The Bell Gallery Hosts the Most Relevant Exhibition of 2016

With stunning foresight, Fatma Bucak's "And men turned their faces from there" addresses border and refugee crises at home and abroad.

For the next three months, Brown University's David Winton Bell Gallery hosts an exhibition where you can confront the silenced legacy of Turkey's disappeared, smell a recently resettled Syrian rose, and watch a group of befuddled men react to a barefoot performance artist in the Kurdish borderlands.

Beginning on Friday, the Bell hosts "And men turned their faces from there," an exhibition of video performances, photography and installations by artist Fatma Bucak. The work humanizes issues of global importance, and not without humor.

Bucak's art, though staged with an expert eye, offers a glimpse of something real. The artist was born in a Kurdish community on the border of Syria and Turkey and draws from her personal experiences to create videos and installations that, according to curator Ian Alden Russell, "just stop you. You intuitively know that this artist has some inherent ability to connect with viewers."

Russell, who met Bucak four years ago during his tenure at Koc University in Istanbul, adds, "Generally speaking, the politically or socially engaged art world shies from beauty. She leverages beauty."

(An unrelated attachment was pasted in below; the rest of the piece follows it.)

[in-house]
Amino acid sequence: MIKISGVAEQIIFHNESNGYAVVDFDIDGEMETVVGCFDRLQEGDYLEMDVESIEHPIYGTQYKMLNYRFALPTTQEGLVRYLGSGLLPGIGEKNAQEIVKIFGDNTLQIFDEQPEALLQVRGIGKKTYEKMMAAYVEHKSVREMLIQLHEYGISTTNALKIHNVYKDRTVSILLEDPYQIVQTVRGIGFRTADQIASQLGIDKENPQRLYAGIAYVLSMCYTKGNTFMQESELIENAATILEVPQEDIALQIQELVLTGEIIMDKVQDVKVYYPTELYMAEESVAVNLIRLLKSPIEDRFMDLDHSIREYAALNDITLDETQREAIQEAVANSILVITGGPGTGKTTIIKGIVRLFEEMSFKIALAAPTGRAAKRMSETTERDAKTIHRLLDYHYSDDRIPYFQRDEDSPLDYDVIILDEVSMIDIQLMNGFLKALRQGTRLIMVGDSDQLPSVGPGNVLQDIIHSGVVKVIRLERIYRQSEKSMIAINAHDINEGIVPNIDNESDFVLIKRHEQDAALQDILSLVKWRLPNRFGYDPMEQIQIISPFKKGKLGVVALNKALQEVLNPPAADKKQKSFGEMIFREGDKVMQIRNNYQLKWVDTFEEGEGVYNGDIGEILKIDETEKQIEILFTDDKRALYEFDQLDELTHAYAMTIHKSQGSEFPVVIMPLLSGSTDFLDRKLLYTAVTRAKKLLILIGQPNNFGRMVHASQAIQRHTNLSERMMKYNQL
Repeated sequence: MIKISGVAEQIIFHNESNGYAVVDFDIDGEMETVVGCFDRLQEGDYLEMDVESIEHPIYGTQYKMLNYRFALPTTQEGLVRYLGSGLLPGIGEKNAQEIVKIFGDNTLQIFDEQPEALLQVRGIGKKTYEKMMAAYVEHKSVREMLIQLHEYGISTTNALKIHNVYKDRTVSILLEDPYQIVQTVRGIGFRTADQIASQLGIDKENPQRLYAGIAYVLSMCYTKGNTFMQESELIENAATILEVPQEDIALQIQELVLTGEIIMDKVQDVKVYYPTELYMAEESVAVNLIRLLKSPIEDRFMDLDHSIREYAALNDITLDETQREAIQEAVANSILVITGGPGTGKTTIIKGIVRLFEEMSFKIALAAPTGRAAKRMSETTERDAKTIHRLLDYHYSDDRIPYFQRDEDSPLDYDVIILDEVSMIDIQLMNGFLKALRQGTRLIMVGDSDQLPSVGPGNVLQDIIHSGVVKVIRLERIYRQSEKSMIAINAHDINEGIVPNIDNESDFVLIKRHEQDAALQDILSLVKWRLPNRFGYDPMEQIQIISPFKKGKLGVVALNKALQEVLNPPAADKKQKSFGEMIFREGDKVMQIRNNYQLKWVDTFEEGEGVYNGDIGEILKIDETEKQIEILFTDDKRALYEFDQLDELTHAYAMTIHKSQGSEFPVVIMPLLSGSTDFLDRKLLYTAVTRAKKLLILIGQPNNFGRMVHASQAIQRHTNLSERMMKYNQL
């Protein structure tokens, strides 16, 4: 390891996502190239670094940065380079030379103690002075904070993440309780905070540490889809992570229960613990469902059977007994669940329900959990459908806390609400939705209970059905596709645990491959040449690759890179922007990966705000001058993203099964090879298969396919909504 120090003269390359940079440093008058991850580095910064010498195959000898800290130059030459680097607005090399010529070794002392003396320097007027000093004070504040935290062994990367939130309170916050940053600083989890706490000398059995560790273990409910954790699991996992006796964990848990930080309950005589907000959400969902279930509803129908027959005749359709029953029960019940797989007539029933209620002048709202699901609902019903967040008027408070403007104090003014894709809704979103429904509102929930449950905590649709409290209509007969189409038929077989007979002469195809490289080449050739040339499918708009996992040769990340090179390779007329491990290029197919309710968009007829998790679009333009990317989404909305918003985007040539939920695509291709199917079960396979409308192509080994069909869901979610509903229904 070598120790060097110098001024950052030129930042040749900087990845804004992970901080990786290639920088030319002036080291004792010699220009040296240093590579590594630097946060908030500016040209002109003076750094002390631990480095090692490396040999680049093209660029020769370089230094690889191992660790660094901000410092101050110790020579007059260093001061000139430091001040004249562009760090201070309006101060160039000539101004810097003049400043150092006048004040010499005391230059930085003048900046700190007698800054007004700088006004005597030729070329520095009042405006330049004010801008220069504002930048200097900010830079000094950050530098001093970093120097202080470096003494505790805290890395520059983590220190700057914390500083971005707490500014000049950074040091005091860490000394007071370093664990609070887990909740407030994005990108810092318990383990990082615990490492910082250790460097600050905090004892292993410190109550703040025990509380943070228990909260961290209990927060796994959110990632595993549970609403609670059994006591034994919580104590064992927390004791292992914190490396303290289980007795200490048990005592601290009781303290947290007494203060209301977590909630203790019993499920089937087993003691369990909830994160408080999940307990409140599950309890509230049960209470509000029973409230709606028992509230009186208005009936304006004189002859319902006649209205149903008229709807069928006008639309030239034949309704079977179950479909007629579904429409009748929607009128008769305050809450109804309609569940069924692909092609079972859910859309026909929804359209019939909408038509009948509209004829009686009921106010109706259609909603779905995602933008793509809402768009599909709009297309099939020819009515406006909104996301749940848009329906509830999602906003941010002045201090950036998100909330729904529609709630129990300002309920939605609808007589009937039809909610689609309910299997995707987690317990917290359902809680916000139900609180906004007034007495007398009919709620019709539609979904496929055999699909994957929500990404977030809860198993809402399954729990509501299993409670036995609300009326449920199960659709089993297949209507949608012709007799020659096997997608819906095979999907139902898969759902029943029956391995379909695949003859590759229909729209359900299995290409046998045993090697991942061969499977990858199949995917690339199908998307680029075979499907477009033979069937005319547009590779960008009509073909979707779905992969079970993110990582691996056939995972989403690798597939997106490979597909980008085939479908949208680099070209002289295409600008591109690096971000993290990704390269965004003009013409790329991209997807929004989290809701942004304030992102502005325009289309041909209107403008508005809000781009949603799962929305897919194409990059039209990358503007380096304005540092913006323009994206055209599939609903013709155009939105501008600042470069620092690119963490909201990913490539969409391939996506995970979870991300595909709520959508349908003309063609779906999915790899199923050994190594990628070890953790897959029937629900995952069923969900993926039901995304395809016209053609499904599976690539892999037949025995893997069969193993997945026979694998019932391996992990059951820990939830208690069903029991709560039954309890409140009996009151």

In addition to video performances set in Turkey, the U.S./Mexican border and Western Sahara, Bucak created new pieces for the Bell show, including a lithograph made at Providence's AS220. For a week straight, Bucak carved the names of the victims of enforced disappearances in Eastern Turkey, where she grew up, on a lithography stone.

The names, including those of Bucak's family members, were etched in layers, each new name obfuscating the ones before it. Bucak and AS220 master printer Carey Goodrich then used the lithography stone to create an ink print on paper, which will be on display during the exhibition.

"She humanizes very difficult and profound issues that are bigger than all of us," says Russell. "This is a part of her own life history, so it's not just a conceptual or purely political project."

 

 

In another new work for the Bell exhibition, Bucak confronts the Syrian refugee crisis using an unusual medium: the damask rose, which flourishes in Syria and has been celebrated for centuries for its fragrance and beauty.

"The wars that have been occurring in Syria have decimated the growing fields," says Russell. "The home for these roses is completely lost, and Fatma wanted to attempt to bring the roses somewhere they could thrive."

After three attempts to export the roses from Syria and into Rhode Island, Bucak and Russell were successful. "For the last ten days, I have been tending to the grafted roses in my house," Russell says. "Just today, I noticed some new growth.”

 

Fatma Bucak's "And men turned their faces from there" opens at the David Winton Bell Gallery, 64 College St., Providence, on November 18 with a reception and artist's talk at 5:30 p.m. The exhibition continues through February 5. To learn more about Bucak, visit brown.edu.